Understand health benefits of mushrooms and you will discover more reasons to consumer these mushrooms in your diet
There is an array of health benefits of mushrooms that we discuss in this article below. The healthful constituents in mushrooms is one of the reasons why mushrooms are gaining a lot of popularity. Their taste is pretty great too, especially from the gourmet mushrooms we provide.
Remember, if you can’t find a variety of mushrooms where you live, you can always use our mushroom growing kits
or spawn to grow your own at home!
The health benefits of mushrooms: Immunomodulation
Mushrooms have the ability to modulate the immune system, helping it get stronger if it is deficient or helping it calm down if it is overactive. Many people turn to mushrooms when considering cancer, which is a major illness associated with immunity. The study Immune Modulation From Five Major Mushrooms: Application to Integrative Oncology
looks at mushrooms and the immune system, and after significant testing concludes, “As the treatment of various cancers continues to evolve, mushrooms should be considered as an adjunct therapy.”
The health benefits of mushrooms: Antioxidants & minerals
We could not talk about mushroom nutrition and forget to mention minerals and antioxidants found in mushrooms. Mushrooms contain many essential minerals, including iron, phosphor, copper, potassium and selenium. Selenium is a powerful antioxidant that protects us against heart disease and some cancers. Mushrooms are one of the richest natural sources of selenium, not to mention one of the only items you’ll find in the produce aisle that has it. One single portion of mushrooms can provide a quarter of the daily needs of selenium.
The health benefits of mushrooms: Inflammation
Edible mushrooms contain the element beta-glucan, which fights inflammation and actively aids the immune system. As we age, our immunity naturally slows down, becoming less effective in fighting off infections and disease.
Mushrooms can give our immune systems a much-needed boost in both activity and immune vitality. There’s also evidence to suggest that the immune cells become more responsive to infections in the body than ever before. One particular study
found that chaga mushroom extract administered to mice for 24 days had the number of white blood cells increase in their bone marrow.
The health benefits of mushrooms: Looking at dried mushrooms and extracts
There are two more important dried mushroom benefits I want to touch on today.
First, there is the mushroom’s vitamin D content
. Mushrooms content a constituent in their cell walls known as ergosterol. This compound, when exposed to sunlight, is transformed into vitamin D. If we are eating dried mushrooms that have been exposed to sunlight during the winter, we can be getting a lot of vitamin D this way.
The mushrooms can be exposed to sunlight at any point to enrich the vitamin D content, including while the mushroom is in the process of drying or after it has already been dried. So either way you do it — before or after the drying process — you can still get the added benefits of vitamin D. Even if you buy dried mushrooms at the grocery store, you can put the mushrooms in sunlight for six to eight hours before consuming them and they will experience the heightened levels of vitamin D.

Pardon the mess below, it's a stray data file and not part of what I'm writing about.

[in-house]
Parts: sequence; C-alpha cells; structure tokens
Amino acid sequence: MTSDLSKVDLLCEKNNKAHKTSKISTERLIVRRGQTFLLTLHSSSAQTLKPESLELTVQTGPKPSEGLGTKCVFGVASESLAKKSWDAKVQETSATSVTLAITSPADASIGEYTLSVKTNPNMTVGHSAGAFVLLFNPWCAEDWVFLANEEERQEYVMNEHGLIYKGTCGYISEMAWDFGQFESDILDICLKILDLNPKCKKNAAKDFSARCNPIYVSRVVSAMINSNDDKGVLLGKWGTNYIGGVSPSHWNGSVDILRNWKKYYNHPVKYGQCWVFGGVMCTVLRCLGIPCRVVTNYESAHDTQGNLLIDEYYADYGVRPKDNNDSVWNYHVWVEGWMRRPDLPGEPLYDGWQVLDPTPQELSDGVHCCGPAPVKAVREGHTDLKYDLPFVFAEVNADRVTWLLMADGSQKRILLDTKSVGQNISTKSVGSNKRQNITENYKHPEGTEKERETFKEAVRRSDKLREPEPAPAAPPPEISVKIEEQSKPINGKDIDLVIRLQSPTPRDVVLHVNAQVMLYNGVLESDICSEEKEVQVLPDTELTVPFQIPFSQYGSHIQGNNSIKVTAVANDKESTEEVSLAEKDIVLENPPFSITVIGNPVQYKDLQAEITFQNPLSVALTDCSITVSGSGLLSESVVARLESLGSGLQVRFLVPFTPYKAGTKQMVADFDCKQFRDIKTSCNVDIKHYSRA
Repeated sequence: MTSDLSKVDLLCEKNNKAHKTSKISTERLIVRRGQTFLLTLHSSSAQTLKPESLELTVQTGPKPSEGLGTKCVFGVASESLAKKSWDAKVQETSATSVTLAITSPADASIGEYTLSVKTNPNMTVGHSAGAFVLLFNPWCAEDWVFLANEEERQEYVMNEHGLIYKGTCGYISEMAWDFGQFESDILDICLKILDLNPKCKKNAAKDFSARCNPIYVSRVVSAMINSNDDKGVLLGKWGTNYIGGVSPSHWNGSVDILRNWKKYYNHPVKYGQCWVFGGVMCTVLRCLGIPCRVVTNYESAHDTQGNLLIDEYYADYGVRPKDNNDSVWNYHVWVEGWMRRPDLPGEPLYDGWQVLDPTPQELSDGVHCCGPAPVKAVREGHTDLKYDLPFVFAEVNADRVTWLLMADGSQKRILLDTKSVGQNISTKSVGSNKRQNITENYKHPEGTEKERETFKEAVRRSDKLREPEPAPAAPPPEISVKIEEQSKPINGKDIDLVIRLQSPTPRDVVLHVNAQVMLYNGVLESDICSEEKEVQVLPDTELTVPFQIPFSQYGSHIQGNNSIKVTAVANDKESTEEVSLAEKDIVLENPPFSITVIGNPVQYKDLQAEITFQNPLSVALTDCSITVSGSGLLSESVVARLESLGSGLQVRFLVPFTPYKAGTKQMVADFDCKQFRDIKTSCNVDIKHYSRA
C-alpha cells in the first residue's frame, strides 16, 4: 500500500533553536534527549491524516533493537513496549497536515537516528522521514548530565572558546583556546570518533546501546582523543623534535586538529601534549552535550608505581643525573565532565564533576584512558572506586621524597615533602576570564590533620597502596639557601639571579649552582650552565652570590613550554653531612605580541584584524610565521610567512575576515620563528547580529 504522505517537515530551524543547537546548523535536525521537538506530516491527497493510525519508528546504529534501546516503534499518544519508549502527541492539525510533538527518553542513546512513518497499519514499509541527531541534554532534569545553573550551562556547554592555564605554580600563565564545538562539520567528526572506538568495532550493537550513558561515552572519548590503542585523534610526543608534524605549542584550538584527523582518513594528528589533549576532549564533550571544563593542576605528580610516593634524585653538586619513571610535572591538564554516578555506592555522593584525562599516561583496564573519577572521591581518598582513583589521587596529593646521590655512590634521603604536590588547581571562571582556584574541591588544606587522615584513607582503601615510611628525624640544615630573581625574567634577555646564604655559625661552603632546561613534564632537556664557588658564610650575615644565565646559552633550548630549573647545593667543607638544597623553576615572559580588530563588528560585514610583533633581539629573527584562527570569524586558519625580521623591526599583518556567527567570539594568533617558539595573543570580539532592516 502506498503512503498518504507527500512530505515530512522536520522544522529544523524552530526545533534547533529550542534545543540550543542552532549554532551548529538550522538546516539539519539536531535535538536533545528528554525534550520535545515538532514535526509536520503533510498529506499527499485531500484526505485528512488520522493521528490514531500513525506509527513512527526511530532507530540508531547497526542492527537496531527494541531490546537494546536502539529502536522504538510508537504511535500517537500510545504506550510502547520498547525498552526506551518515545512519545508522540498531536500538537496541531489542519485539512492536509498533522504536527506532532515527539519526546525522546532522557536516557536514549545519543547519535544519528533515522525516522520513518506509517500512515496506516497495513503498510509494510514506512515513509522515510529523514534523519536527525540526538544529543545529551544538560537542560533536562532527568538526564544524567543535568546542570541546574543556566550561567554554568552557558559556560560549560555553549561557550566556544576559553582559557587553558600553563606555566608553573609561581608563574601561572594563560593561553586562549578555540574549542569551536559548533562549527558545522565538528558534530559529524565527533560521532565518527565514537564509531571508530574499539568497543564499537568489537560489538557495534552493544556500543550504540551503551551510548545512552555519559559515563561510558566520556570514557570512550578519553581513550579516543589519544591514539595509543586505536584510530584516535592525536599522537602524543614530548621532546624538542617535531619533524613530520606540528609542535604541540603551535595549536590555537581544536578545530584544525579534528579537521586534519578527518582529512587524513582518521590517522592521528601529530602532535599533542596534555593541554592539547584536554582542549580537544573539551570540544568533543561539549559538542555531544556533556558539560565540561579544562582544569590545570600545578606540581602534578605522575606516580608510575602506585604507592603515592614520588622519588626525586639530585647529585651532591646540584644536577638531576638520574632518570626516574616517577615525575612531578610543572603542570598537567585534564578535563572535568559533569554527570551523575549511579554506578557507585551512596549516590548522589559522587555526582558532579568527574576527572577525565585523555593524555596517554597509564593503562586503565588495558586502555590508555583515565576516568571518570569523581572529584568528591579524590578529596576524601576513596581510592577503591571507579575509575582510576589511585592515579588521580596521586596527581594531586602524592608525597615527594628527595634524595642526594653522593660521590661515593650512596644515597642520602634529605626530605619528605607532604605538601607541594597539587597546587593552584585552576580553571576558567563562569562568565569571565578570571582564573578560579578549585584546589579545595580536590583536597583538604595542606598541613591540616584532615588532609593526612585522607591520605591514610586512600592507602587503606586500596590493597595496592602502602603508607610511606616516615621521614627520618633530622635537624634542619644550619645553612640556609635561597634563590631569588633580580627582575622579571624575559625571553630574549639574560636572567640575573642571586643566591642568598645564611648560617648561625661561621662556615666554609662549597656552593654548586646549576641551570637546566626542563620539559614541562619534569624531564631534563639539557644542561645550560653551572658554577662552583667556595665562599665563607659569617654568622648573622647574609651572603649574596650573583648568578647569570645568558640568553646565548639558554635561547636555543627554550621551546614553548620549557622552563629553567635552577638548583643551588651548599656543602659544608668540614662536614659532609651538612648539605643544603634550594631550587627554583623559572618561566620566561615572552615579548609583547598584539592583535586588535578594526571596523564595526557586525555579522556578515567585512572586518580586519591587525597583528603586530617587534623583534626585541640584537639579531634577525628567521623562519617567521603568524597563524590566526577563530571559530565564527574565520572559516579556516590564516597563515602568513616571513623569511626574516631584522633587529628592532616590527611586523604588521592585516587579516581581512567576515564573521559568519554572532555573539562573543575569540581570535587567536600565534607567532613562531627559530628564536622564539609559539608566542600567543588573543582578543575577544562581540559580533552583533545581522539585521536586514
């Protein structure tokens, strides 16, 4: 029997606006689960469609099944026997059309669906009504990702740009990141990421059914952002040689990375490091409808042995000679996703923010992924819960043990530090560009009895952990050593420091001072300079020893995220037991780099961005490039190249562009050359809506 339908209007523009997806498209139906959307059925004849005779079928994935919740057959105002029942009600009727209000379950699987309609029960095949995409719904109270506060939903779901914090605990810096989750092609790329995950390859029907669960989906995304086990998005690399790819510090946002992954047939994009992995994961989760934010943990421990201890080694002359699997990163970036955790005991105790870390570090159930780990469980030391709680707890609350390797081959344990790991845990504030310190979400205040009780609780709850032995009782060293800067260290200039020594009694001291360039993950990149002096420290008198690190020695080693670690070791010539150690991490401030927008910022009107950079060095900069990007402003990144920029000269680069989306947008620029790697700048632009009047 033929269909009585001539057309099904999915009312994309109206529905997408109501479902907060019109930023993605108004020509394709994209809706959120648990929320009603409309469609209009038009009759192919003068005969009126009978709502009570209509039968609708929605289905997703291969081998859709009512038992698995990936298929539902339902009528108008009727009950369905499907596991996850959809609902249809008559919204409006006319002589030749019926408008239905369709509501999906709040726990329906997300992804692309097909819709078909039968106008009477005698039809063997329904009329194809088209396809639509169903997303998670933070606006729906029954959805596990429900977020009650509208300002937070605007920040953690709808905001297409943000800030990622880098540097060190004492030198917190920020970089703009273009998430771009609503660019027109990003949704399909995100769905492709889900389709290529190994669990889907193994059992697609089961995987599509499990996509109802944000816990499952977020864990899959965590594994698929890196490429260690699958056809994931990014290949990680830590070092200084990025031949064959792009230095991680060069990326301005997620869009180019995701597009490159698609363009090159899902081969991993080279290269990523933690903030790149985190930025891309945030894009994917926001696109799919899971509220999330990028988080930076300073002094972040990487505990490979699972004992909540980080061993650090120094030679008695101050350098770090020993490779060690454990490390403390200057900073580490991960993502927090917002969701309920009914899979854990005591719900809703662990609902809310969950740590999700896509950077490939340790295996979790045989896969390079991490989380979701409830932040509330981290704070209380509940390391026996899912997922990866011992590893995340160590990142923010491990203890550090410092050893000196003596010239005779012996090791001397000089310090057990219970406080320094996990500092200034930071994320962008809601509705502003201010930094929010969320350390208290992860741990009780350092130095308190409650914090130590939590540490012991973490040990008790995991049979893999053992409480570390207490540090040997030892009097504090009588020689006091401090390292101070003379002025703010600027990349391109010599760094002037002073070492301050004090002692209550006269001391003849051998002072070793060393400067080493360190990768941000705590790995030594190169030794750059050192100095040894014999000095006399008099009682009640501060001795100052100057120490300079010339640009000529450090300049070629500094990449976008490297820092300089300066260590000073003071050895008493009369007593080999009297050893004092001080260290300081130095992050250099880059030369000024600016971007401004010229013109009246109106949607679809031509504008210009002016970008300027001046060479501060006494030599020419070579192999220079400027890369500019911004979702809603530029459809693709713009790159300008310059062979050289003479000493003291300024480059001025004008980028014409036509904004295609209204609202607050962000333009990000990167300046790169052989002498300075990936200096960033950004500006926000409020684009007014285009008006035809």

High levels of vitamin D is a great reason to eat more dried mushrooms, especially in the winter when people often spend less time outside in the sunshine.
Second, there is the protein content in dried mushrooms. Shiitake mushrooms have about 10% protein by dried weight. This is similar to many other vegetarian options that are considered higher-protein foods, like beans. Eating a lot of dried mushrooms will help you get more protein into your diet, especially if you do not eat a lot of meat.
Mushroom extracts: A mushroom extract product
is the result of fruiting bodies extracted through alcohol and water and then either offered as a liquid or processed into powder form. A mycelial extract is mycelium grown on brown rice and then extracted and freeze dried. The rice is included in these products.
When tested, the alpha and beta glucan contents (important indicators of health benefits) between these different products is massive. Historically, most studies have pointed towards beta glucans and polysaccharides as the primary marker of medicinal compounds in mushrooms. The mycelium grown on rice products have large amounts of alpha glucans, or starch, and low amounts of beta glucans, because they still contain the grain on which they were grown. The mushroom extracts are the inverse, containing high amounts of beta glucans but low levels of starch, or alpha glucans.
The reasons for using mycelium in a product instead of mushrooms are primarily related to scale and economics, the process being faster, cheaper, and easier to scale up as needed. Mushroom production, on the other hand, takes more time and is more expensive. There is no scientific reason to produce mycelial extracts instead of mushroom extracts. In a 2003 study by Paul Stamets, he confirms fruiting body extracts contain higher beta-glucan content but rice-grown mycelium produces a different constituent family, arabinoxylanes, which have similar impacts on immunomodulatory responses. Most studies focus on the beta-glucans produced by the mushrooms.